Chiefs mum on whether they’ll discourage home of the Chiefs refrain to cap anthem
The broad insistence on respect for the national anthem by the NFL, coupled with the President’s suggestion that anyone who fails to stand proudly for the anthem maybe . . . shouldn’t be in the country, fairly should bring unprecedented attention to the behavior of everyone attending an NFL game, including the fans.
Crews specifically declined to address the question of whether drowning out the last word of the song with a word that isn’t part of the song constitutes respect for the anthem. At some point, however, the Chiefs likely will have to cross that bridge, because the NFL’s latest effort to close the door on the anthem issue has opened plenty of others, as fan behavior during the anthem becomes a belated focal point in the effort to determine whether the respect that the league and the President demand from the players is being demonstrated by anyone and everyone who is in the venue.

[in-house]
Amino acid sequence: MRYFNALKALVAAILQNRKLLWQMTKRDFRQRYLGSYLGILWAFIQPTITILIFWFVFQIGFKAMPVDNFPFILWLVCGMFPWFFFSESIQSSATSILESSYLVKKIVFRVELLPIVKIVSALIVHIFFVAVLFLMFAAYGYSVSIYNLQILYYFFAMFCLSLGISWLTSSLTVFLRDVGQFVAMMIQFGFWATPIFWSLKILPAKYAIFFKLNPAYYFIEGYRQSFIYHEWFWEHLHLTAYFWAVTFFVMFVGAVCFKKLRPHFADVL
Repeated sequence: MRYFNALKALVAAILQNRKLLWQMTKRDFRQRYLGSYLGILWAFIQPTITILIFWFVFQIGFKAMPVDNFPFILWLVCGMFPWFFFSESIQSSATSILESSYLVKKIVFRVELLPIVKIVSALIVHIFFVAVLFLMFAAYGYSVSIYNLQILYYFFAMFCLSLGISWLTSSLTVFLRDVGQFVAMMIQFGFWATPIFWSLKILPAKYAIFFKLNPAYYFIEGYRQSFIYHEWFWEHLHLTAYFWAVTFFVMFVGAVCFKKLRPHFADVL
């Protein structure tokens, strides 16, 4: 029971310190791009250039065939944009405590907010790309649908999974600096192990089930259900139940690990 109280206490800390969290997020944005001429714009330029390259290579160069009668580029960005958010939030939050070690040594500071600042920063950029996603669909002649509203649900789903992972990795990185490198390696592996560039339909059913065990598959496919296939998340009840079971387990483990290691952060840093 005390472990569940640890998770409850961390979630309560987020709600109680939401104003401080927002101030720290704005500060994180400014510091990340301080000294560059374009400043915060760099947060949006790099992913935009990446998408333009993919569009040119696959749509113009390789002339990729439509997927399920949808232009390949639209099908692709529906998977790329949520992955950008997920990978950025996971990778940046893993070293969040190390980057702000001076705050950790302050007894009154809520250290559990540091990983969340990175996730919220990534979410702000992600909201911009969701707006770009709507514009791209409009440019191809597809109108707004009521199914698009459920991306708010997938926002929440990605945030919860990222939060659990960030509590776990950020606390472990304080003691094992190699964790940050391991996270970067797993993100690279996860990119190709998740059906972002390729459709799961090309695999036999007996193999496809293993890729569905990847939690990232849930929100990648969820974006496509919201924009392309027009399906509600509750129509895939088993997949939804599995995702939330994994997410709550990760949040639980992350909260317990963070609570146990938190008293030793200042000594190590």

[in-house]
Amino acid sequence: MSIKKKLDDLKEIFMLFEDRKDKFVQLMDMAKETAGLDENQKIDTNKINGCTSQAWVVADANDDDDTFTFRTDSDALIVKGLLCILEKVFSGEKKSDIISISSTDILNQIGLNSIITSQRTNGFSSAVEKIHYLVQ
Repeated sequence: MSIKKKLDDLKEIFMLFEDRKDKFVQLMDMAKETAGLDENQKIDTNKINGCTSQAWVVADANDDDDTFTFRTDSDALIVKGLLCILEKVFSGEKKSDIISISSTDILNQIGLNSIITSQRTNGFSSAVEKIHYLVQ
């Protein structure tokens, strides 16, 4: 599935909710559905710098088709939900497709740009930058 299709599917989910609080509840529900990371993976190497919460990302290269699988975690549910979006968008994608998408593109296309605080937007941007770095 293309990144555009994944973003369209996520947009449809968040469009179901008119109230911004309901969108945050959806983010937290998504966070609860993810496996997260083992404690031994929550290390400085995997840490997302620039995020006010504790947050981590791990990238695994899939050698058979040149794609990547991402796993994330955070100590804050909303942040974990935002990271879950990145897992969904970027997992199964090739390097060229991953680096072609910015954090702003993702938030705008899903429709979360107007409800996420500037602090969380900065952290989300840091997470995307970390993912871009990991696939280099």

The team announced on Wednesday that they have signed undrafted rookie tight end Austin Roberts. Roberts left UCLA after playing in 24 games and catching 35 passes for 500 yards and three touchdowns over the last three seasons.
Roberts joins Virgil Green, Braedon Bowman and Sean Culkin at tight end for the Chargers. Long snapper Anthony Kukwa was waived in a corresponding move.
It seems like Smith will probably live freed from the burden of feeling too devastated by his brain-lock moment the other night, when he clearly thought the Cavaliers were ahead after he snared a key late-game rebound (though he foolishly insisted otherwise later, after a nation of lip-readers had already seen him indict himself).
In truth, it’s probably the best way to be, because being able to laugh at yourself is one way to walk out of such an embarrassing moment with your self-esteem somewhat intact.
Take Garo Yepremian, the Dolphins kicker who made the ill-fated attempt to throw a pass after he had a field goal blocked late in Super Bowl XII, saw his wounded duck intercepted and brought back for a touchdown by Washington’s Mike Bass, and briefly imperiled Miami’s perfect 1972 season.